The Cold War is over. In any case, Russia has learned how Egypt treats its “friends.” The only concerns the West or super powers have for Egypt is that it will become another failed state and produce more terrorists and boat people. Saddam Hussein said that Mubarak was like a vending machine – put in money and take what you want. Egypt remains the same today, “Give us money, and we will be your friend – until someone gives us a dollar more”. For years, decades, Egypt has received US military aid. Why didn’t it use that time to build its own armaments industry? Even now when Egypt threatens the US, it says it will go begging for weapons from somewhere else. If anyone in the West or USA comments about Egypt, it is interference in Egypt’s internal affairs. Saudi Arabia sponsors, quite openly, the Salafi and other Islamic political forces in Egypt, it sponsors television channels that spreads the Saudi propaganda. Even during demonstrations Salafi often wave Saudi – not Egyptian flags. No one says anything. Egypt is afraid to lose Saudi baksheesh or that the Saudi’s will send Egyptian workers home.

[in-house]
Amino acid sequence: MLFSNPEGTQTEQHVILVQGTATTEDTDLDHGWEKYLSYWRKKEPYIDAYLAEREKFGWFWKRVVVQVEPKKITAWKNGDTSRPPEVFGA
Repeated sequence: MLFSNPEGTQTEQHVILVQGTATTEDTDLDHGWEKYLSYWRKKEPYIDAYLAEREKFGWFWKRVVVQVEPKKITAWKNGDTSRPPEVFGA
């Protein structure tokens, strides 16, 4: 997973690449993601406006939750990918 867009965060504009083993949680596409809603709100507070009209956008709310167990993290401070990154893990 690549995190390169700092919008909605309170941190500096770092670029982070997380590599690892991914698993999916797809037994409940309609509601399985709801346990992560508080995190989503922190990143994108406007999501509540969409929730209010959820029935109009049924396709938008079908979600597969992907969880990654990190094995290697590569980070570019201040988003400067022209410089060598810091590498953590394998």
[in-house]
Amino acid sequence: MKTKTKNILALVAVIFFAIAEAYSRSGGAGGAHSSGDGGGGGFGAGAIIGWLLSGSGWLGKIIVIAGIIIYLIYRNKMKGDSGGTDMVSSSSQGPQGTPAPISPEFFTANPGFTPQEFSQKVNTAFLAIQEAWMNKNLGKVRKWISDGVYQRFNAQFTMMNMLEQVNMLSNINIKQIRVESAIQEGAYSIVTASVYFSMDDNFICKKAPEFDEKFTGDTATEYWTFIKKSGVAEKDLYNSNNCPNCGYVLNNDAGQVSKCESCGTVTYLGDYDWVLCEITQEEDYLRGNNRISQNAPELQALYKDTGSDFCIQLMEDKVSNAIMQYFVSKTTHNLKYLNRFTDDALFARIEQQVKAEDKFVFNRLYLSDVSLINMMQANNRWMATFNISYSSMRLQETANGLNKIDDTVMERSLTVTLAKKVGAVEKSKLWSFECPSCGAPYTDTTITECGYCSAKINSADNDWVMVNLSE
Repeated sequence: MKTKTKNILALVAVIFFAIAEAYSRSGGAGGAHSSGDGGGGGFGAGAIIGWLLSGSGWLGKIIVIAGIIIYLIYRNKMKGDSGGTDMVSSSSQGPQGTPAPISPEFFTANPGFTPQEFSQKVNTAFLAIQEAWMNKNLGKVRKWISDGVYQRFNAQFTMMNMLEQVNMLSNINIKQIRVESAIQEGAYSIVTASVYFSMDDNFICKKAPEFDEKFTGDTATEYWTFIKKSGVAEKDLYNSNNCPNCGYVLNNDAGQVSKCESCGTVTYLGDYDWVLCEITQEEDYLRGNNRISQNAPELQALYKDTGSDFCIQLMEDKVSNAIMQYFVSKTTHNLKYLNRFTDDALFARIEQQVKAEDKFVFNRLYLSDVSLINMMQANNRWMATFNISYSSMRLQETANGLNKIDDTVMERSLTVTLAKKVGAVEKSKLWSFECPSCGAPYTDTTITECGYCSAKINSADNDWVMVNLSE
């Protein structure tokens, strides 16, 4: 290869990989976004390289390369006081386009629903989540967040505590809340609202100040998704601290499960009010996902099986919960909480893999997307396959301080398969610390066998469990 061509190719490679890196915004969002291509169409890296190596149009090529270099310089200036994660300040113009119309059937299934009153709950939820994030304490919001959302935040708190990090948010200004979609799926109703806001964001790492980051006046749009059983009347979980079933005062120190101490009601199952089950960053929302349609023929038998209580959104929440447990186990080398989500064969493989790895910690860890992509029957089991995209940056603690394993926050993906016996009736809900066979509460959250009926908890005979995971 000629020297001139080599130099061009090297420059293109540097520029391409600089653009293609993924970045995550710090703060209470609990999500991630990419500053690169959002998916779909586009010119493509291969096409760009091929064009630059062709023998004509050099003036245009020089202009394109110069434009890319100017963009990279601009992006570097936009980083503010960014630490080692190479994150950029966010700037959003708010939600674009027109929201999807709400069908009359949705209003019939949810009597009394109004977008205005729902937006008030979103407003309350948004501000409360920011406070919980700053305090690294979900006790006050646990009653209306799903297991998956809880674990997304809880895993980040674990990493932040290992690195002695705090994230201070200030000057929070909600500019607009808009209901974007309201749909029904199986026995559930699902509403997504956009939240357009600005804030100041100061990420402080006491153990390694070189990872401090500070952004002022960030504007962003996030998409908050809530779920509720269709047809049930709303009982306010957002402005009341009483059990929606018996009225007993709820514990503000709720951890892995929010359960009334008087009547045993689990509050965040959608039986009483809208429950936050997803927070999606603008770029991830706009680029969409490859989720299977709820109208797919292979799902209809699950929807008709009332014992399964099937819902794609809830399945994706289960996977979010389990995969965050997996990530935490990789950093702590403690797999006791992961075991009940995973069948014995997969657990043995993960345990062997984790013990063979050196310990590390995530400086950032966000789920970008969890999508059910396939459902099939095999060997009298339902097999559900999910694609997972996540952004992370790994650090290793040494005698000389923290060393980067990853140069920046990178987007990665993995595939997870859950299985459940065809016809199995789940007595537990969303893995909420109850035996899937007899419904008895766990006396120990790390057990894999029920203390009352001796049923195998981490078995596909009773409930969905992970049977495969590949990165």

The assistance from the US and West is not limited to military aid – and most aid given to Egypt from the US comes from private foundations and NGOs. Also the US can help open many doors – or it can do nothing. US aid is designed to make such aid unnecessary for Egypt by enabling it to be economically independent. But to be independent, Egypt must make structural reforms in its economy, Egyptians must actually work, and red tape and corruption must be fought. US firms have over US$ 1 Trillion, part of which could be invested in Egypt. It will not be even though this money is looking for a home. Egypt cannot be trusted as a safe haven where the rule of law applies. It is time for Egyptians stop worrying about what the US thinks and start planning in how to build a future for themselves, talk about its problems and how to solve them. The real enemies of Egypt are Egyptians themselves. As long as Egyptians refuse to take responsibility for their own actions and mistakes, Egypt will continue to go down hill. Egyptians need to say, “We have seen the enemy, and he is us.”